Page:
How can we motivate people to go green by switching to environmentally friendly behaviors? Traditional approaches suggest providing people with information (about the plight of the environment) or with financial incentives (to switch to green products). Drawing on evolutionary theories of status that consider the reputational costs and benefits of altruism, this research examined a novel strategy to promote green consumption: activating a desire for status. A series of experiments showed that status motives can lead people to forego products that are luxurious and effective and instead choose relatively inferior products that have pro-social green features. Consistent with the reputational benefits of prosociality and the reputational costs of selfishness, status motives were especially likely to increase desire for green products when shopping in public, but not in private. Also in line with costly signaling theory, status motives led green products to be particularly desirable when they cost more than their non-green counterparts. These findings contribute to a broader understanding of the links between status and altruism, and also indicate that the activation of status motives can be an effective strategy to promote pro-environmental consumption.Yet a closer examination suggests that neither motivation can fully explain why the Toyota Prius and many other green goods are flying off the shelves. ... there has been no change in either the distance that people live from work or in the amount of time people spend driving (Economist, 2008). And perhaps even more concerning is that an examination of lifetime energy use of a car a its maintenance, anbsp;...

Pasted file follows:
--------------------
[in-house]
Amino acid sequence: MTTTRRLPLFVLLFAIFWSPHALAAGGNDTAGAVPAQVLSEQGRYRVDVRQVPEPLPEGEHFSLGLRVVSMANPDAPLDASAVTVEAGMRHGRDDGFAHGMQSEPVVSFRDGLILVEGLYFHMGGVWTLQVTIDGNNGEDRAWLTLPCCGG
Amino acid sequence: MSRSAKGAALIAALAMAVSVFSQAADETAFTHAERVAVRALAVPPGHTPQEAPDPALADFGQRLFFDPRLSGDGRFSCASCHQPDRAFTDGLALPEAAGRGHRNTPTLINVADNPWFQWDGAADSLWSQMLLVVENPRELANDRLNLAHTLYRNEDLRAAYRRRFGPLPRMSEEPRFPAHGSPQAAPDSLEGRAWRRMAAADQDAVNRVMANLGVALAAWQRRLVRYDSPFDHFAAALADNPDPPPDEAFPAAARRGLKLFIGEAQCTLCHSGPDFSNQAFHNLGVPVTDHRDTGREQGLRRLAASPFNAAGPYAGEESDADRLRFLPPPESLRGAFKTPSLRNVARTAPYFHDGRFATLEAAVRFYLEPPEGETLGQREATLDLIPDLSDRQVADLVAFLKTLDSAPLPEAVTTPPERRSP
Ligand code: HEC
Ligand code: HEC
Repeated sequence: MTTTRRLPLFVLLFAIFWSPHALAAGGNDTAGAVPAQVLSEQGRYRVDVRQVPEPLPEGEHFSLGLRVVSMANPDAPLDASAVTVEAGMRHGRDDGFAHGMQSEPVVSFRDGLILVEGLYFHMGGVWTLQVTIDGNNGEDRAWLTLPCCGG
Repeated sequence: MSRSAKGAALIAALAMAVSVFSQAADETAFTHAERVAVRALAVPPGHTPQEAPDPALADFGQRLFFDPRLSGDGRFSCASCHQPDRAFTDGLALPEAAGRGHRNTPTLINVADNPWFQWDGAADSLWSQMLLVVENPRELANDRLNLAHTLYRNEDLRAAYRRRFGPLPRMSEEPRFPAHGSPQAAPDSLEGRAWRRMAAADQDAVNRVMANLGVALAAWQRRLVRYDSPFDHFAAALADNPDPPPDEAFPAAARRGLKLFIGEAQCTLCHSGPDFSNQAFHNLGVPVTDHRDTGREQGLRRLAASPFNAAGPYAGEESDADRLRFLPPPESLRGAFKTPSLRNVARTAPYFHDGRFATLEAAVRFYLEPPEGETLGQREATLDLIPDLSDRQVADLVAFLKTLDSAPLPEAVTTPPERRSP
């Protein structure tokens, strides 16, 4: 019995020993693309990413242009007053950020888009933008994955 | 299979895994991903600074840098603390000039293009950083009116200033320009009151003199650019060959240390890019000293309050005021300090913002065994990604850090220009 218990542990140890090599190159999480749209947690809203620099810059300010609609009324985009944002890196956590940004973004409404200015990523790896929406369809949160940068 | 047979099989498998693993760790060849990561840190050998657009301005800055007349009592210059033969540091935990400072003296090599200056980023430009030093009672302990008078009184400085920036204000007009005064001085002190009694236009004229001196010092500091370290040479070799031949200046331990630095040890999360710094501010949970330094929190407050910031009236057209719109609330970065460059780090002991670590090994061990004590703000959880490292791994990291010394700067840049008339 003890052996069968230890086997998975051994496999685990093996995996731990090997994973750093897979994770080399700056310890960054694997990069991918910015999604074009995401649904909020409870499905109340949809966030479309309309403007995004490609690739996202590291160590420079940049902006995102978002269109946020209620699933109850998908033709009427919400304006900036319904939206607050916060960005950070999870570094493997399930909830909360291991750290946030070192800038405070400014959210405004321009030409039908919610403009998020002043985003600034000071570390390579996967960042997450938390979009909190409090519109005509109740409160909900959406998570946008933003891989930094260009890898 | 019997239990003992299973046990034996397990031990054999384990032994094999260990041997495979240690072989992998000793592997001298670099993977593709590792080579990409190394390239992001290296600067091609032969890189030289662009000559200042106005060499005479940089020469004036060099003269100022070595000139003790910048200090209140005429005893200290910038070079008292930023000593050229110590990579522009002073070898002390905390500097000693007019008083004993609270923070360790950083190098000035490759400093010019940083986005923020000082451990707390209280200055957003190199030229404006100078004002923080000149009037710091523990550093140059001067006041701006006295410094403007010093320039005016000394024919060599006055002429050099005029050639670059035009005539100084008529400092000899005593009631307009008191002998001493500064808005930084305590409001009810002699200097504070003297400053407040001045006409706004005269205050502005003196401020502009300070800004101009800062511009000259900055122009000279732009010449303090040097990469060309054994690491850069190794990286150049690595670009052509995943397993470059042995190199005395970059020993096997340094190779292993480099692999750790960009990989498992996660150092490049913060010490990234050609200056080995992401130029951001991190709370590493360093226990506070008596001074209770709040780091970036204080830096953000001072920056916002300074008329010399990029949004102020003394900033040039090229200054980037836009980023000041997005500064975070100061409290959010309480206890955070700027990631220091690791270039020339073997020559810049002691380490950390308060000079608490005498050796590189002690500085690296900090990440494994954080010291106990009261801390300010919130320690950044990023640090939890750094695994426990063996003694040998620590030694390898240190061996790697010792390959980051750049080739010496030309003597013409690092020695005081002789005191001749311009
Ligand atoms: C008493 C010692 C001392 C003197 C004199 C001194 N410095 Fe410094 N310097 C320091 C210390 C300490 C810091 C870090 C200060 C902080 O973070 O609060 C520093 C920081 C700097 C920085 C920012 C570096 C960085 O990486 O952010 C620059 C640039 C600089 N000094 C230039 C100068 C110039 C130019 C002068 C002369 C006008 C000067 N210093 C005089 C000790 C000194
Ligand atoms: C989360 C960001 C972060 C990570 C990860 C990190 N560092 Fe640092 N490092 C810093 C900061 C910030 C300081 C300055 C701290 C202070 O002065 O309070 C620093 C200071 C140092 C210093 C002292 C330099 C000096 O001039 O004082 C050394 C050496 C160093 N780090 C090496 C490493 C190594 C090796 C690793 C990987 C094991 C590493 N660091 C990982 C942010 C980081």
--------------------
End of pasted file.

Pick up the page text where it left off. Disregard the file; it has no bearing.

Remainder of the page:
|Title||:||Conspicuous Conservation: Pro-environmental Consumption and Status Competition|
|Publisher||:||ProQuest - 2008|